Verbs that change from English/Italian: Miss/lose a train
I'm wondering if you know some verbs that change in meaning from English to Italian or vice versa.
So for example, in English we would say:
"I missed the train."
But in Italian we would use the verb "Perdere":
"I lost the train."
Does anyone know other verbs that change in meaning like this?
In Spanish, perder....meant like losing in a bet or a game of chance...
Missing a train or losing a seat in the train by being left in a 'binario' is also like
losing/missing a game...its not really very far from its meaning...changing verbs
or being the same in usage is NOT unusual....you just change a word to mean
the same things..stesso...
In Italian, we English speaker have a hard time accepting, the word 'desolate' - esp . when
use like this,.....You're so late for our dinner date and I am starting to feel desolate" --
Biblical figures like Virgin Mary is a symbol of desolation when Jesus died on the cross...to
compare one's being late only for a date--I won't think like the same as being desolate.
Disappointed maybe, dismay, but never desolate...lol...to some people we call this hyberbole-
a type of exaggeration....that's one example -- there are more....
The reason why those things happen is because in Italian some verbs are used in different situations with different meaning. I think the only way to understand what verb to use in what case is : practice.
Example: if I say "I miss you" in italian would be "mi manchi " so I use the verb "mancare", which has other meaning depending of which sentence you put it in... " Luigi è venuto a mancare il 28/12" means that Luigi died ! "Luigi è mancato alla lezione" means "Luigi missed the lesson"... I have some problems too with some verbs when I have to translate them from Italian to English...It's all about practice! :)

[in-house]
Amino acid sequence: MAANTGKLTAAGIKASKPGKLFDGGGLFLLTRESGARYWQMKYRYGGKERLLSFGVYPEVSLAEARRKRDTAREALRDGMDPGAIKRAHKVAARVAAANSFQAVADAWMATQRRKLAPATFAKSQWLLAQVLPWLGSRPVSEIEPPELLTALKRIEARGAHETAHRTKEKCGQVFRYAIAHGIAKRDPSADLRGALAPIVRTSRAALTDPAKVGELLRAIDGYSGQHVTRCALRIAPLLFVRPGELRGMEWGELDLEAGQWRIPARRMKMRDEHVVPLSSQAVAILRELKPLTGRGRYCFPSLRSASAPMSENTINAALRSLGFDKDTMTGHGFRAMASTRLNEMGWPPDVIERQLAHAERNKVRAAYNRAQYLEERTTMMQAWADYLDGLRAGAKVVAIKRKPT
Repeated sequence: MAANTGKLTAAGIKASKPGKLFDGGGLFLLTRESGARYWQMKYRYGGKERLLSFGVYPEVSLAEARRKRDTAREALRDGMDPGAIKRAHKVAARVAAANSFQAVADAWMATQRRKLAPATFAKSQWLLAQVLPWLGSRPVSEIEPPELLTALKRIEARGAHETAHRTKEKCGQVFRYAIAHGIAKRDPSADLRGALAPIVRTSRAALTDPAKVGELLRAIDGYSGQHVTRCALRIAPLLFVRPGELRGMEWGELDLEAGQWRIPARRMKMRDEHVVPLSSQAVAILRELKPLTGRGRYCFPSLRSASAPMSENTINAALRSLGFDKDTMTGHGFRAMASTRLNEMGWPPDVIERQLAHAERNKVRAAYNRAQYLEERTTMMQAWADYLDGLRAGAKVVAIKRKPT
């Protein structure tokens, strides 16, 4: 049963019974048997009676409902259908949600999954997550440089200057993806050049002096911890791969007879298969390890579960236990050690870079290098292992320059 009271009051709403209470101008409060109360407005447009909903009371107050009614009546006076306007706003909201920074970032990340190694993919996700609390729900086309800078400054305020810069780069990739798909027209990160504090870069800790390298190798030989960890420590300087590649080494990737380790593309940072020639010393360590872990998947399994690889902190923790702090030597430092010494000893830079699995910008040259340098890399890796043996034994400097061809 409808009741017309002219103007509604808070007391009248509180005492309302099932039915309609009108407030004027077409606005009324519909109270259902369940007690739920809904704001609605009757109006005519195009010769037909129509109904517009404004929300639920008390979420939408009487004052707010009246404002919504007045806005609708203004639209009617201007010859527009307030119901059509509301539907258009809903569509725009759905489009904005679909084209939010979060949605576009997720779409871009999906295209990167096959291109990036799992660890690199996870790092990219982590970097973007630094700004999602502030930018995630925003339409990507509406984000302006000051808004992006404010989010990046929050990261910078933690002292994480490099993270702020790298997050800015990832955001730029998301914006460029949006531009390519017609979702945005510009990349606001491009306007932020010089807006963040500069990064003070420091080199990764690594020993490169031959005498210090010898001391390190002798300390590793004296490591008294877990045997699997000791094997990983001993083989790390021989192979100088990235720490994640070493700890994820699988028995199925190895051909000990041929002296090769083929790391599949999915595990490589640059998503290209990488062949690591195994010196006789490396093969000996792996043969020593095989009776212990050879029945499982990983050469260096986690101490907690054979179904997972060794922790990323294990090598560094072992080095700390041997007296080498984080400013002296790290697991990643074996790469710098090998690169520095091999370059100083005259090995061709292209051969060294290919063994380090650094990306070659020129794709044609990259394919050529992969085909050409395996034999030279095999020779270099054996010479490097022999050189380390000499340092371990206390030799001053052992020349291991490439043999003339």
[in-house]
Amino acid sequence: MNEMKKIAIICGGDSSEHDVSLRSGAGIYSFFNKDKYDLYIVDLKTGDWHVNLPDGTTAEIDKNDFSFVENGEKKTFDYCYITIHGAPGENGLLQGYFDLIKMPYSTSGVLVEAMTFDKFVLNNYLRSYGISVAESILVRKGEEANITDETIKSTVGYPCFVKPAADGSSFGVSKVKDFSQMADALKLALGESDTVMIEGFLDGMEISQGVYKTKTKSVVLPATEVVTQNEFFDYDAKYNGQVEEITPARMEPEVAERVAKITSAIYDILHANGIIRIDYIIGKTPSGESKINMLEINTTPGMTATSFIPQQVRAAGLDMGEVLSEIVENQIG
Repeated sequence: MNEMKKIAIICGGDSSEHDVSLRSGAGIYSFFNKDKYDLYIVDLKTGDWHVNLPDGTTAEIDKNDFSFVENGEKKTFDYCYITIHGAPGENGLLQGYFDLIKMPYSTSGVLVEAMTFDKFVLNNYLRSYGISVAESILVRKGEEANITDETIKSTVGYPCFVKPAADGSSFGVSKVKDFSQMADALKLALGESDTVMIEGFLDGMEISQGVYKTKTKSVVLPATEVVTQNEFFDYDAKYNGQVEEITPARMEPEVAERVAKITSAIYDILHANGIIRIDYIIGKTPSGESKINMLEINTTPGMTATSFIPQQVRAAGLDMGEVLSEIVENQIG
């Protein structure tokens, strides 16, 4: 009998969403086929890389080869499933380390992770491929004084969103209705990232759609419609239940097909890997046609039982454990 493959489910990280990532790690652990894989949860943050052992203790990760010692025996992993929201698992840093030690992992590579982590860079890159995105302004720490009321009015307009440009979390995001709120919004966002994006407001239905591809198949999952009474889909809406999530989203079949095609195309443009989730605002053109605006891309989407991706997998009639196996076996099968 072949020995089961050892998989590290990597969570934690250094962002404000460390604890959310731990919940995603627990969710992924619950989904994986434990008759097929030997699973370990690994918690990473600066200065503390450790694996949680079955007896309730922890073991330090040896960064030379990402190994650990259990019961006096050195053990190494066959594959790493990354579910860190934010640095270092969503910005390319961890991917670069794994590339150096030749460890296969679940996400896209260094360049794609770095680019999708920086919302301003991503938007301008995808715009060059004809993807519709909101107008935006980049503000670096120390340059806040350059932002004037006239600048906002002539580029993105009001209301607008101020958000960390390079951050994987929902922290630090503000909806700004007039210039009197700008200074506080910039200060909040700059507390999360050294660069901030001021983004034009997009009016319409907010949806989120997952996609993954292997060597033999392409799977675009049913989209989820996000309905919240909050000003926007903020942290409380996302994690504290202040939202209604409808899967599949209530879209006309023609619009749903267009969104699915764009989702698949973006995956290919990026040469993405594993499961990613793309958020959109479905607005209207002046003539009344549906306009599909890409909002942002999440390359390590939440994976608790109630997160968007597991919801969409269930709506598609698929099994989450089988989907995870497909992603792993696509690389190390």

Here's one that's not a verb, but it's worth noting because the meanings are quite opposite: "Egregious" in English means very bad, horrible, but "egregio" in Italian means a person who is eminent or excellet (ie very honored). Also, the English "terrific" means extremely good or wonderful, but in most Latin languages it means the same as terrifying or terrible.
What would you say in Italian if you missed someone's call or missed seeing someone? Not as in "I miss you", but you came by and I wasn't here or you called and I missed the call. Would you use perdere or mancare?
I can't remember the (?) others, but "take/have a shower" = fare (do) una doccia.
"have a coffe": prendere (take) un caffè.
"catch (I think xD) a cold": prendere (take) il raffreddore.
Good question!! ^_^ <3
It's interesting you asked this, because I just read Ilene Spinger's article 'Make, Take, Give or Do: Which to Use?' and thought that it would be great to see an Italian version of it. http://www.italki.com/article/67/make-take-give-or-do-which-to-use#.U09IOpK9KSM
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